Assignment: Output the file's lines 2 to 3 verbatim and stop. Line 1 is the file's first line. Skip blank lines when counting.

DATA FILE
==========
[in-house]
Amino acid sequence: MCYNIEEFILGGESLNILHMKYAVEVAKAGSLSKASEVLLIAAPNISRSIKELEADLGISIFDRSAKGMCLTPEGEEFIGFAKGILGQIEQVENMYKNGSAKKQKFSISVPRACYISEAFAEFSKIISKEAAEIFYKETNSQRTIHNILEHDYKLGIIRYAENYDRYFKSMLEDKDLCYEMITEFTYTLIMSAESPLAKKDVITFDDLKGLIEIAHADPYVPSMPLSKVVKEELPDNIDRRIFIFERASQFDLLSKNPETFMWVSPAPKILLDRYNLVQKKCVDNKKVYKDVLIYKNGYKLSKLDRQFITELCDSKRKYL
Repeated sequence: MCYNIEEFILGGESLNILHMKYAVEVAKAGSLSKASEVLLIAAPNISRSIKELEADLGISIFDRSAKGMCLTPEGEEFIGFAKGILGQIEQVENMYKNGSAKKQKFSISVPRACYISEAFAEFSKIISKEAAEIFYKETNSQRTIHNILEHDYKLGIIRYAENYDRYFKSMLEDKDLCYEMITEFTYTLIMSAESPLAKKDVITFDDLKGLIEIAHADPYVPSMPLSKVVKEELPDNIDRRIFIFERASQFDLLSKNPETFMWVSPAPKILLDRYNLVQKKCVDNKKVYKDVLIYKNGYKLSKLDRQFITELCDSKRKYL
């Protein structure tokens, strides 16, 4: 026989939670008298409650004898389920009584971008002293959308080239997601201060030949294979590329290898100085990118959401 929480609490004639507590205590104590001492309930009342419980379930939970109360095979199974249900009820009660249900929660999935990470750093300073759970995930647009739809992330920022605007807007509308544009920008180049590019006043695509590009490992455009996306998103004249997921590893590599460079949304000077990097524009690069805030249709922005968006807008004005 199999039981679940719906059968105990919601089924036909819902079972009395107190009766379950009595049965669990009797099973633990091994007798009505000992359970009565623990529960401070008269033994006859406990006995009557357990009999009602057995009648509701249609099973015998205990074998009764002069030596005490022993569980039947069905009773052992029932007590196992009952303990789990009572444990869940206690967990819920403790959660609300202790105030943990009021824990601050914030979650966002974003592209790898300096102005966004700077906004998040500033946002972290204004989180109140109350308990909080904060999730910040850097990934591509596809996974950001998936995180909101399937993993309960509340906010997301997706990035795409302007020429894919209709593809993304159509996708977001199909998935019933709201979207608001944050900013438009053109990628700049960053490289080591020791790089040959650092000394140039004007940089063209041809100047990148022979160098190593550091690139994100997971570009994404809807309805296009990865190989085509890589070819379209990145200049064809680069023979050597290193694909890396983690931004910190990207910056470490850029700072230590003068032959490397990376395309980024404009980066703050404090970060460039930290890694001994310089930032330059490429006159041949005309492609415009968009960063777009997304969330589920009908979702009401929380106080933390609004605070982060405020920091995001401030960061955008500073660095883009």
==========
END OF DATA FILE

Amino acid sequence: MCYNIEEFILGGESLNILHMKYAVEVAKAGSLSKASEVLLIAAPNISRSIKELEADLGISIFDRSAKGMCLTPEGEEFIGFAKGILGQIEQVENMYKNGSAKKQKFSISVPRACYISEAFAEFSKIISKEAAEIFYKETNSQRTIHNILEHDYKLGIIRYAENYDRYFKSMLEDKDLCYEMITEFTYTLIMSAESPLAKKDVITFDDLKGLIEIAHADPYVPSMPLSKVVKEELPDNIDRRIFIFERASQFDLLSKNPETFMWVSPAPKILLDRYNLVQKKCVDNKKVYKDVLIYKNGYKLSKLDRQFITELCDSKRKYL
Repeated sequence: MCYNIEEFILGGESLNILHMKYAVEVAKAGSLSKASEVLLIAAPNISRSIKELEADLGISIFDRSAKGMCLTPEGEEFIGFAKGILGQIEQVENMYKNGSAKKQKFSISVPRACYISEAFAEFSKIISKEAAEIFYKETNSQRTIHNILEHDYKLGIIRYAENYDRYFKSMLEDKDLCYEMITEFTYTLIMSAESPLAKKDVITFDDLKGLIEIAHADPYVPSMPLSKVVKEELPDNIDRRIFIFERASQFDLLSKNPETFMWVSPAPKILLDRYNLVQKKCVDNKKVYKDVLIYKNGYKLSKLDRQFITELCDSKRKYL